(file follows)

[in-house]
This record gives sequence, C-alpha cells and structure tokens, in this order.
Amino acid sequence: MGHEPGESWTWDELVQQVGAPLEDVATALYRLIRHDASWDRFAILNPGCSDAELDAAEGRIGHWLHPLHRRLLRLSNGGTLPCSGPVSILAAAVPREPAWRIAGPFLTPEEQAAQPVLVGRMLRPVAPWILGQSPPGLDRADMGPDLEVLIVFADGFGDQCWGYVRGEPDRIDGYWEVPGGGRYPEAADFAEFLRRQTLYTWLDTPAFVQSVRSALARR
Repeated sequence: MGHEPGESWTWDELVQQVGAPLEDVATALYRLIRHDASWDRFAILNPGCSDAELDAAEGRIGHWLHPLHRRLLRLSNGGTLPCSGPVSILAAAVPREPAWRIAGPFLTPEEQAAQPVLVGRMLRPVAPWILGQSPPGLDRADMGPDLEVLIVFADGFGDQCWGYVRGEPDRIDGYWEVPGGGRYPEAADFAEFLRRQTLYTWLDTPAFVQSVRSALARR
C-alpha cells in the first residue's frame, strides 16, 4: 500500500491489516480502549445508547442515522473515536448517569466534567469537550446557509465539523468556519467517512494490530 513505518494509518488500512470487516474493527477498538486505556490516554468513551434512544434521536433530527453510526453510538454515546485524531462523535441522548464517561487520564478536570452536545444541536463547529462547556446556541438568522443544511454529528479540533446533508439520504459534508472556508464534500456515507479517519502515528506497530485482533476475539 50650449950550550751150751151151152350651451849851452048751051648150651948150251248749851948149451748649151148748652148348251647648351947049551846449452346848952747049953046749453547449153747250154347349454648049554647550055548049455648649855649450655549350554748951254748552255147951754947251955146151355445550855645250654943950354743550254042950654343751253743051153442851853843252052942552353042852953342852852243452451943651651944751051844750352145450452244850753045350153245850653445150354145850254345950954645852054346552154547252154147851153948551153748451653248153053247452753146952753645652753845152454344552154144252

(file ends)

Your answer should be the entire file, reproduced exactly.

[in-house]
This record gives sequence, C-alpha cells and structure tokens, in this order.
Amino acid sequence: MGHEPGESWTWDELVQQVGAPLEDVATALYRLIRHDASWDRFAILNPGCSDAELDAAEGRIGHWLHPLHRRLLRLSNGGTLPCSGPVSILAAAVPREPAWRIAGPFLTPEEQAAQPVLVGRMLRPVAPWILGQSPPGLDRADMGPDLEVLIVFADGFGDQCWGYVRGEPDRIDGYWEVPGGGRYPEAADFAEFLRRQTLYTWLDTPAFVQSVRSALARR
Repeated sequence: MGHEPGESWTWDELVQQVGAPLEDVATALYRLIRHDASWDRFAILNPGCSDAELDAAEGRIGHWLHPLHRRLLRLSNGGTLPCSGPVSILAAAVPREPAWRIAGPFLTPEEQAAQPVLVGRMLRPVAPWILGQSPPGLDRADMGPDLEVLIVFADGFGDQCWGYVRGEPDRIDGYWEVPGGGRYPEAADFAEFLRRQTLYTWLDTPAFVQSVRSALARR
C-alpha cells in the first residue's frame, strides 16, 4: 500500500491489516480502549445508547442515522473515536448517569466534567469537550446557509465539523468556519467517512494490530 513505518494509518488500512470487516474493527477498538486505556490516554468513551434512544434521536433530527453510526453510538454515546485524531462523535441522548464517561487520564478536570452536545444541536463547529462547556446556541438568522443544511454529528479540533446533508439520504459534508472556508464534500456515507479517519502515528506497530485482533476475539 50650449950550550751150751151151152350651451849851452048751051648150651948150251248749851948149451748649151148748652148348251647648351947049551846449452346848952747049953046749453547449153747250154347349454648049554647550055548049455648649855649450655549350554748951254748552255147951754947251955146151355445550855645250654943950354743550254042950654343751253743051153442851853843252052942552353042852953342852852243452451943651651944751051844750352145450452244850753045350153245850653445150354145850254345950954645852054346552154547252154147851153948551153748451653248153053247452753146952753645652753845152454344552154144252